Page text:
Indonesia’s biodiversity 2nd richest in the world

A scenic view of Raja Ampat, Papua. (sutirta budiman on Unsplash)

Jakarta (Indonesia Window) – Indonesia’s terrestrial biodiversity is the second richest in the world after Brazil, and is the first position if it includes marine biota wealth.

A number of biodiversity studies mention that Indonesia has 90 species of ecosystems, making it a mega biodiversity.


On a world scale, Indonesia has 10 percent of plant species, of which 240 are rare plants.

In addition, there are 515 species of mammals in Indonesia (12 percent in the world); 511 reptile species (16 percent of the world, in fourth); 1,531 poultry species (17 percent of the world, fifth); 270 species of amphibians; and 1,400 freshwater fish species.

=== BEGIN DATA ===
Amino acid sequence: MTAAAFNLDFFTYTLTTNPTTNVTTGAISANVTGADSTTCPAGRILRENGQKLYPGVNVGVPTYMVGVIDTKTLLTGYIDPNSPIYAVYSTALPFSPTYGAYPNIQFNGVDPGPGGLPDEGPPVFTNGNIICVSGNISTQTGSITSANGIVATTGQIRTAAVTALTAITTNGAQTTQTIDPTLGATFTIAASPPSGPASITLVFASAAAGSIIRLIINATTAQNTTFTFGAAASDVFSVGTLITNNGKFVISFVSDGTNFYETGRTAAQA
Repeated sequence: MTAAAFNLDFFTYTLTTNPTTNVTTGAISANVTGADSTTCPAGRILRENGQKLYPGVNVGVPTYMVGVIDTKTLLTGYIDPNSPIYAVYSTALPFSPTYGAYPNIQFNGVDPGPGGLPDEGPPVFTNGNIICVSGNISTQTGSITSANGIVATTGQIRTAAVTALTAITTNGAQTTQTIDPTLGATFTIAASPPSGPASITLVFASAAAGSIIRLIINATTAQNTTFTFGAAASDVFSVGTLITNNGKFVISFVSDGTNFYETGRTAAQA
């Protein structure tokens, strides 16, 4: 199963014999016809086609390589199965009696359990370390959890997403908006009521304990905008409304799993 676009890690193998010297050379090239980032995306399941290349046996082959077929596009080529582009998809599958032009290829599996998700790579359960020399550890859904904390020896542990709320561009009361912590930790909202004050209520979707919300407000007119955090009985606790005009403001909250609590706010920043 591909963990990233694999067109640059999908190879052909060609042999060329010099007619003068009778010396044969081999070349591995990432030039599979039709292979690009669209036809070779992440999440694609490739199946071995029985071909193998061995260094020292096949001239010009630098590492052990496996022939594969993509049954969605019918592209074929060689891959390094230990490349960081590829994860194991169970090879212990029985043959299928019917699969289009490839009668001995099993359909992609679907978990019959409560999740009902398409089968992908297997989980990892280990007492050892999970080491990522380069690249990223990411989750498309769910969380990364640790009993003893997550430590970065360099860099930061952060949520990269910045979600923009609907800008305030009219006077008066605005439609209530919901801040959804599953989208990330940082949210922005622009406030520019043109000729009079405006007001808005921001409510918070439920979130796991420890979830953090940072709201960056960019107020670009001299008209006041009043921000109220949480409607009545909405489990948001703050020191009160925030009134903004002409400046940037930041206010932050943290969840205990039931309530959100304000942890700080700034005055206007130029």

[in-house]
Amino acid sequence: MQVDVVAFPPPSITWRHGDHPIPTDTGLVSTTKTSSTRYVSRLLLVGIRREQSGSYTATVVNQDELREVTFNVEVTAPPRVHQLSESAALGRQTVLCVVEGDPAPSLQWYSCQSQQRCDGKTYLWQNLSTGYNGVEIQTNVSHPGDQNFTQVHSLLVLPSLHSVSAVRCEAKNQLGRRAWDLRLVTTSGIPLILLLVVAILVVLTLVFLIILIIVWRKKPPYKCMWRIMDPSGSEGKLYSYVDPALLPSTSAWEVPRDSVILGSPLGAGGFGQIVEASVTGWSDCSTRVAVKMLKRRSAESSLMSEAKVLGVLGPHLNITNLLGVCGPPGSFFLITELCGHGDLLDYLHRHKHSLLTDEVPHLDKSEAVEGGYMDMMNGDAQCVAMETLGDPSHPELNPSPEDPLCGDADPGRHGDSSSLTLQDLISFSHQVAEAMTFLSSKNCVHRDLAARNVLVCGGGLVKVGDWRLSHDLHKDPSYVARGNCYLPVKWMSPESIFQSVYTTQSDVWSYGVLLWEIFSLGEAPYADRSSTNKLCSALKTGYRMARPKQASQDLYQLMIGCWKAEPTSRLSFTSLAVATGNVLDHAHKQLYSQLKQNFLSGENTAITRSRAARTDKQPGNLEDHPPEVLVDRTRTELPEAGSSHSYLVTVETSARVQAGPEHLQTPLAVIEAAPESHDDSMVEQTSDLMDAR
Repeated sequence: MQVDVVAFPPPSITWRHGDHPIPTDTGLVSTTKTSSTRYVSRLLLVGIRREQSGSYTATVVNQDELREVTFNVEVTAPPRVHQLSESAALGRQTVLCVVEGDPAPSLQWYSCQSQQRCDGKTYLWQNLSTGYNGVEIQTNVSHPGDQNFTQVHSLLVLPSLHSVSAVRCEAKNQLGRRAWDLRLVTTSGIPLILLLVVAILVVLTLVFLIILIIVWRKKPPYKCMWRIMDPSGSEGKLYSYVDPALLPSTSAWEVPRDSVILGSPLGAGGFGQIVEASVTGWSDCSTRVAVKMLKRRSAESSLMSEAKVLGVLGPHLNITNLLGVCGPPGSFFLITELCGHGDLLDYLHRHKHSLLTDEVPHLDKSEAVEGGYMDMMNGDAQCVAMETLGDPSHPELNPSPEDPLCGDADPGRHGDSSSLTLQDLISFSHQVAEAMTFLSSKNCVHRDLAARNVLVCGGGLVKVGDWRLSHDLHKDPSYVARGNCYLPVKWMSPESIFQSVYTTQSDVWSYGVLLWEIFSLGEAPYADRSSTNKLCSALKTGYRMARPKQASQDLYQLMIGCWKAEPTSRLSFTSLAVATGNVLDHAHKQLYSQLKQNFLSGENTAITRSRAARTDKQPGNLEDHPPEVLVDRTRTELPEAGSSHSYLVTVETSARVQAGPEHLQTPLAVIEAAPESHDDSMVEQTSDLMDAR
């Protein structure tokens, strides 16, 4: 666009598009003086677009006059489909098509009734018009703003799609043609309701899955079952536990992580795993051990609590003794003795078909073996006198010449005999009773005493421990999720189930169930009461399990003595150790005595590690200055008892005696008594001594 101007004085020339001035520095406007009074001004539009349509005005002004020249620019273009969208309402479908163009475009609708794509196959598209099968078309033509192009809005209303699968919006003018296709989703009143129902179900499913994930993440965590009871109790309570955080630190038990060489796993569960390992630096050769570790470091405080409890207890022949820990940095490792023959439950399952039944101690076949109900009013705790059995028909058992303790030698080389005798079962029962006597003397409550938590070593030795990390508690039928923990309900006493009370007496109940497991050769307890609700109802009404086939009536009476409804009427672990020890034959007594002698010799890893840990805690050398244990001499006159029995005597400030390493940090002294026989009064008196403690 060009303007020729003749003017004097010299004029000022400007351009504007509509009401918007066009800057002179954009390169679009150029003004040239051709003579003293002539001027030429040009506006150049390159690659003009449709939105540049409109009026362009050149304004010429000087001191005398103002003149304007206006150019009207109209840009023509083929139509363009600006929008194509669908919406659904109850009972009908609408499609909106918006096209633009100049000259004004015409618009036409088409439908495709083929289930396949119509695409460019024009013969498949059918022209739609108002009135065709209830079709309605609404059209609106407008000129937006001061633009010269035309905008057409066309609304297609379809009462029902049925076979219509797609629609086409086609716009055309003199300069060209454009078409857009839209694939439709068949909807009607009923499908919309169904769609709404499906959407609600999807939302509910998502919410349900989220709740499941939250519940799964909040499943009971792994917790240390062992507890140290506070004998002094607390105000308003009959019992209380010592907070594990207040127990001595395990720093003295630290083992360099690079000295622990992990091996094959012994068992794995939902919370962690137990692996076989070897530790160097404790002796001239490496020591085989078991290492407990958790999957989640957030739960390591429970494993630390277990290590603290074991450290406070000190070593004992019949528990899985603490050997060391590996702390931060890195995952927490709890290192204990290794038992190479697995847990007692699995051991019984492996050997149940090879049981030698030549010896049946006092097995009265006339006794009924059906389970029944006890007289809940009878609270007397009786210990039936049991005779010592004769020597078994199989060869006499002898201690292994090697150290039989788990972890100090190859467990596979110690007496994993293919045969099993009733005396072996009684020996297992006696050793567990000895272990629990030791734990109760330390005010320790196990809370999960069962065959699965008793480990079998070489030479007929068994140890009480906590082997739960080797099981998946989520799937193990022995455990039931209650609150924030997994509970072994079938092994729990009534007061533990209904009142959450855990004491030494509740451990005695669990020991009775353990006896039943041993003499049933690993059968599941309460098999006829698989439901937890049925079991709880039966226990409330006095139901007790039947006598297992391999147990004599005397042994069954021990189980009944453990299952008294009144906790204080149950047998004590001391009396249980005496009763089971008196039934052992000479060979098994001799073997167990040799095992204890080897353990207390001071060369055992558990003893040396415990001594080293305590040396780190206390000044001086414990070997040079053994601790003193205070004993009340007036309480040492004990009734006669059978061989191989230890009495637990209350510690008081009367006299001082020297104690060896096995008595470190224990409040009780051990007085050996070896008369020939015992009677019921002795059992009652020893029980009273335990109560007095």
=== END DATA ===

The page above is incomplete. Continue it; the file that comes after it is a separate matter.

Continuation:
A total of 121 species of butterflies and 2,827 species of invertebrates are also found in the Indonesian nature areas.


In the marine ecosystems, there are 480 types of coral reefs and this number covers 60 percent of species found throughout the world.

These numbers are very likely to increase because of the breadth and richness of each region in Indonesia, as well as exploration and research that is continuously conducted by researchers.

Reporting by Indonesia Window


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